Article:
Madeline L'Engle's A Wrinkle in Time was rejected by 26 different publishers when she first began shopping the book around in the early '60s. There were many reasons given: Too complicated, too adult, and no one reads books with young female leads. Now, 55 years later, Ava DuVernay's live-action adaptation of the book is making a similar point about young, black girls deserving a chance to be a part of the sci-fi cultural canon.
Image: A Wrinkle in Time cover by Leo and Diane Dillon (Farrar, Straus and Giroux)
In "A Special Message from Madeleine L'Engle", L'Engle explained:
A Wrinkle in Time was almost never published. You can't name a major publisher who didn't reject it. And there were many reasons. One was that it was supposedly too hard for children. Well, my children were 7, 10, and 12 while I was writing it. I'd read to them at night what I'd written during the day, and they'd say, "Ooh, mother, go back to the typewriter!" A Wrinkle in Time had a female protagonist in a science fiction book, and that wasn't done. And it dealt with evil and things that you don't find, or didn't at that time, in children's books. When we'd run through forty-odd publishers, my agent sent it back. We gave up.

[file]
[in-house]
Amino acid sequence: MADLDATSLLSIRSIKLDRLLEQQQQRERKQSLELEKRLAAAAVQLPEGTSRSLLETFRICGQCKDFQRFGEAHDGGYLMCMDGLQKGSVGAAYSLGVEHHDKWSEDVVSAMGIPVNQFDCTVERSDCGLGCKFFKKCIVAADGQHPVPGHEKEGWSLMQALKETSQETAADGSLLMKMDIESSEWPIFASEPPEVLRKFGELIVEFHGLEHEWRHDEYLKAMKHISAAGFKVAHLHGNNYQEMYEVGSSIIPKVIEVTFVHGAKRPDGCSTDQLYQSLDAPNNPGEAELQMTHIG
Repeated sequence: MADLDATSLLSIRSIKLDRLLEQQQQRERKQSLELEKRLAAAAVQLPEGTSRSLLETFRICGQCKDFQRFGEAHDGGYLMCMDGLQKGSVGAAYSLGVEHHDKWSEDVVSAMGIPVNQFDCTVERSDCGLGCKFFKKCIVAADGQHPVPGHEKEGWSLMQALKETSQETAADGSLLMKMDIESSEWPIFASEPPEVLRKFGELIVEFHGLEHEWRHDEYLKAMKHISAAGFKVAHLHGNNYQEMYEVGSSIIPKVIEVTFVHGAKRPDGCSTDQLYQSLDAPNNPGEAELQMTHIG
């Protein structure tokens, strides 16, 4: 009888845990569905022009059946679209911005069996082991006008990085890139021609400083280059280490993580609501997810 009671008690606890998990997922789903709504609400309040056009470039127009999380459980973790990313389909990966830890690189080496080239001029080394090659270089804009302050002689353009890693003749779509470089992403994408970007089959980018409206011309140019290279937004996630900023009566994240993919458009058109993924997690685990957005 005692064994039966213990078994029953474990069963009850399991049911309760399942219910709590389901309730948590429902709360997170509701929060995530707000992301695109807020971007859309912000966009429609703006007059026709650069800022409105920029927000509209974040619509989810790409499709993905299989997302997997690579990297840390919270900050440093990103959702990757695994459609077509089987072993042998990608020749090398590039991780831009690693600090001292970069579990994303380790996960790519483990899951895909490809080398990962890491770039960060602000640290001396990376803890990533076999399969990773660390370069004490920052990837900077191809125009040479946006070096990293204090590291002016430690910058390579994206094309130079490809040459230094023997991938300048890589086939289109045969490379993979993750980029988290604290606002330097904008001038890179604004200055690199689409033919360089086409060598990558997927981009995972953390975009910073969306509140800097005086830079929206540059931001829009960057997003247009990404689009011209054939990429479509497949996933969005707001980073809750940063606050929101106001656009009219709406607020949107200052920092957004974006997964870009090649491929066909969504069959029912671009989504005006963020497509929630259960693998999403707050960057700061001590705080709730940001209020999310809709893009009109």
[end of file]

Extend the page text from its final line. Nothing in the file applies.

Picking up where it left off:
All those publishers were clearly wrong-headed. A Wrinkle in Time has since gone on to become one of the most widely read and beloved children's books in the world. Even with that proof, people still trot out reasons like the ones L'Engle was given to reject things. How often do we hear "it's just for kids"? Or that "girls don't buy toys"? That's all part of the same small-mindedness that almost kept us from reading A Wrinkle in Time.
And, in a significant way, L'Engle's belief that her progressive views on what science fiction can be lives on in Disney's upcoming live-action adaptation. In a recent interview with Entertainment Weekly, DuVernay described the first image she had of the project:
The first image [I had in my head] was to place a brown girl in that role of Meg, a girl travelling to different planets and encountering beings and situations that I'd never seen a girl of colour in. All of those scenes struck my fancy, and then it was also something that [Disney VP of production] Tendo Nagenda said to me, which I'll never forget.
One of the things that really made me want to read it was when he said, "Ava, imagine what you would do with the worlds.' Worlds! 'Planets no one's ever seen or heard of," he said. There aren't any other black women who have been invited to imagine what other planets in the universe might look and feel like. I was interested in that and in a heroine that looked like the girls I grew up with.
While A Wrinkle in Time's casting may not drastically change its story, the pivot is a testament to just how simple it can be to course correct for multiple decades-worth of marginalised groups being shut out out of cultural mainstays such as science fiction. Just say yes to good stories.
[via Entertainment Weekly]